Posts by Rick Heller

Buddha: The First Humanist?

Robert Thurman is a noted author on Buddhist topics and Professor of Indo-Tibetan Buddhist Studies at Columbia University. In 1990, the Humanist Association of Massachusetts invited Robert Thurman, Professor of Religion at Columbia University to lecture on the similarities and differences between Western philosophical Humanism and Buddhism. His talk was entitled Buddha: The First Humanist?…

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Is Donald Trump a Psychopath and Should We Love Him Anyway?

Religious Buddhists are serious about universal love. Even Psychopaths Need Love, Lodro Rinzler writes.  Lama John Makransky writes in Awakening Through Love: “Those who point to Hitler as reason not to cultivate all-inclusive love, insisting that people who are that evil should never be included in such a wish, do Hitler honor by imitation. To believe that…

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Tend Your Garden

Tending the Epicurean Garden by Hiram Crespo. Humanist Press, 2014, Hiram Crespo is engaged in the challenging task of reviving Epicureanism not just as a philosophy but also as a living practice. His book, Tending the Epicurean Garden, combines the ancient philosophy of Epicurus with tasks or practices, many of them borrowed from Buddhism. One question…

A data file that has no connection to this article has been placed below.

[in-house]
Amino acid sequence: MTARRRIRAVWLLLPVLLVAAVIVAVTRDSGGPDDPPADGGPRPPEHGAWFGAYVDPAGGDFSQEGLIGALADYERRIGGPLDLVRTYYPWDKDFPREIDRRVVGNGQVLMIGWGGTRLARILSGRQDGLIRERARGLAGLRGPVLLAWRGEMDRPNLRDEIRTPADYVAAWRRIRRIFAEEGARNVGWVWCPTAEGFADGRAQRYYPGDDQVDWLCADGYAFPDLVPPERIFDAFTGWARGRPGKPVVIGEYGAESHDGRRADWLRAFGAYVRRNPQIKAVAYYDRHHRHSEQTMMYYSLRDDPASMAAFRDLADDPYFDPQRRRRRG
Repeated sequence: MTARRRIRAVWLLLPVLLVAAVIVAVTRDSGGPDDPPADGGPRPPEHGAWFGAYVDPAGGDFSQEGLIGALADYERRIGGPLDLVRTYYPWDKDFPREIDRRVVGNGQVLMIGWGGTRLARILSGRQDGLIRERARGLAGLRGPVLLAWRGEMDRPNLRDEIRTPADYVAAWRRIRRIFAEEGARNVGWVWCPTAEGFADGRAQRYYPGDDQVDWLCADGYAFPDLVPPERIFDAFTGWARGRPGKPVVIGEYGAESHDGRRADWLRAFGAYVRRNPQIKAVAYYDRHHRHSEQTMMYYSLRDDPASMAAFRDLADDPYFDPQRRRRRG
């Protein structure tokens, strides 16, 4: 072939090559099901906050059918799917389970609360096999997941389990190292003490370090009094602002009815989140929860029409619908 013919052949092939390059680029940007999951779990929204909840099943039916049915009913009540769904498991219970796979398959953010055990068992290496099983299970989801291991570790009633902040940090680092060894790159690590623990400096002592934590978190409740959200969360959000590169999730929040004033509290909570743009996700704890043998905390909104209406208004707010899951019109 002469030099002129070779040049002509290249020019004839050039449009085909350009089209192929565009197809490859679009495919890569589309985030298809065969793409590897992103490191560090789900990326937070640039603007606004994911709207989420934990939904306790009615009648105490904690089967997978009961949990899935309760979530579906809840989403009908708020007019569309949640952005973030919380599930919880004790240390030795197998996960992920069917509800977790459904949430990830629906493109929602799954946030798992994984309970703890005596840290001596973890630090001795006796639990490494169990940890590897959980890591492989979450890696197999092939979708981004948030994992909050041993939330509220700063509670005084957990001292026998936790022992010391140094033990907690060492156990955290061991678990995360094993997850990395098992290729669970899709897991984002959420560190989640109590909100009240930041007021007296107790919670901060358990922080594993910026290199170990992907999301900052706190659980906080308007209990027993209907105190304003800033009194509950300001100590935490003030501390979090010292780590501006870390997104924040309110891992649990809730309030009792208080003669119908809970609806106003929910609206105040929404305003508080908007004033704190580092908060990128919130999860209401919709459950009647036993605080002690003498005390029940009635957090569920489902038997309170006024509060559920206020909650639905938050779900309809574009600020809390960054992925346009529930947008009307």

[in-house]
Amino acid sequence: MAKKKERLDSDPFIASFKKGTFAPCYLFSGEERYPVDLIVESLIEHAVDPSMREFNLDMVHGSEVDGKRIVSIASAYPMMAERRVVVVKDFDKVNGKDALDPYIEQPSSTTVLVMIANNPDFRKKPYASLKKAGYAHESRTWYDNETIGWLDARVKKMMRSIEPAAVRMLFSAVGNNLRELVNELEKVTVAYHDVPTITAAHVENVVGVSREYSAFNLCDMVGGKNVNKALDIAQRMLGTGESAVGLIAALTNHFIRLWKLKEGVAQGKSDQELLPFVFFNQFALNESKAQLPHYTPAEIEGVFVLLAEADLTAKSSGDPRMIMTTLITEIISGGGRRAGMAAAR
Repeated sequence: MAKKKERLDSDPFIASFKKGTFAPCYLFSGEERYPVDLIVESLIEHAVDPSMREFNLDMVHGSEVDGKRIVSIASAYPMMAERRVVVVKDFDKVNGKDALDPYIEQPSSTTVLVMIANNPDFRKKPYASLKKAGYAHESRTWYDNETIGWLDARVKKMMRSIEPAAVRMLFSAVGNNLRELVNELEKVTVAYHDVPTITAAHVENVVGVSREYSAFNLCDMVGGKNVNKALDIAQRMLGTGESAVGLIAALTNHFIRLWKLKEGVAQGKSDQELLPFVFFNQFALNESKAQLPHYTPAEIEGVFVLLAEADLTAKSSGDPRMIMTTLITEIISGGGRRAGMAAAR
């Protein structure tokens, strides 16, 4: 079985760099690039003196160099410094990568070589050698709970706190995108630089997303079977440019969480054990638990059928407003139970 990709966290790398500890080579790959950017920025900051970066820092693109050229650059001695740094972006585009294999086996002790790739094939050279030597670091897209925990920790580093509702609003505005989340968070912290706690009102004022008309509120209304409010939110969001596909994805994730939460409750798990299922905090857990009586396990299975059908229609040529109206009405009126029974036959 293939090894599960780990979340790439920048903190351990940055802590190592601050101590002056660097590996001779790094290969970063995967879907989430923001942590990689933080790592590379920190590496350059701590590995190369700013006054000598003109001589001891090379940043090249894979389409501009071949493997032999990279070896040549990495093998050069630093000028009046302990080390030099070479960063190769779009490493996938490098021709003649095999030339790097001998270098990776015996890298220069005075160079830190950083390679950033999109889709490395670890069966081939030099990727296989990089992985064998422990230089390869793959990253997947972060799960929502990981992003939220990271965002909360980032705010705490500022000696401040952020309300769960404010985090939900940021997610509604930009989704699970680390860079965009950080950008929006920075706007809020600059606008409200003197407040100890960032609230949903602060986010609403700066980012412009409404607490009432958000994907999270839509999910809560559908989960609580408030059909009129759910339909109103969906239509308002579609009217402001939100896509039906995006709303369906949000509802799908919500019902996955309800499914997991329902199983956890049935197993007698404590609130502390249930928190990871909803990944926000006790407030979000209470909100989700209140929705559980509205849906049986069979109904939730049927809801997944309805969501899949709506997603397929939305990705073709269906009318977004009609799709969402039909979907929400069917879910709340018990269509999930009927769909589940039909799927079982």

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Loving and Trusting Psychopaths

I enjoy listening to Interdependence Project podcasts and have found value in a number of them. The ID Project presents itself as Secular Buddhist in its mission statement. But at least in this blog post by Lodro Rinzler, which I came across when it was tweeted out by the ID Project, I believe it fails…

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Dignity and Right Speech

What comes to mind when you hear the word “dignity?” The United Nations’ Universal Declaration of Human Rights starts off, “Whereas recognition of the inherent dignity and of the equal and inalienable rights of all members of the human family is the foundation of freedom, justice and peace in the world…” Dignity relates to protection…

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Metta and the Ethics of Killing

In metta (loving-kindness) practice, one widens the circle of concern from the self, to loved ones, to neutral and difficult people, and then to all beings. The question is, does the goal of minimizing suffering and maximizing well-being for all beings entail not killing any of them? From the traditional Buddhist point of view, it does.…

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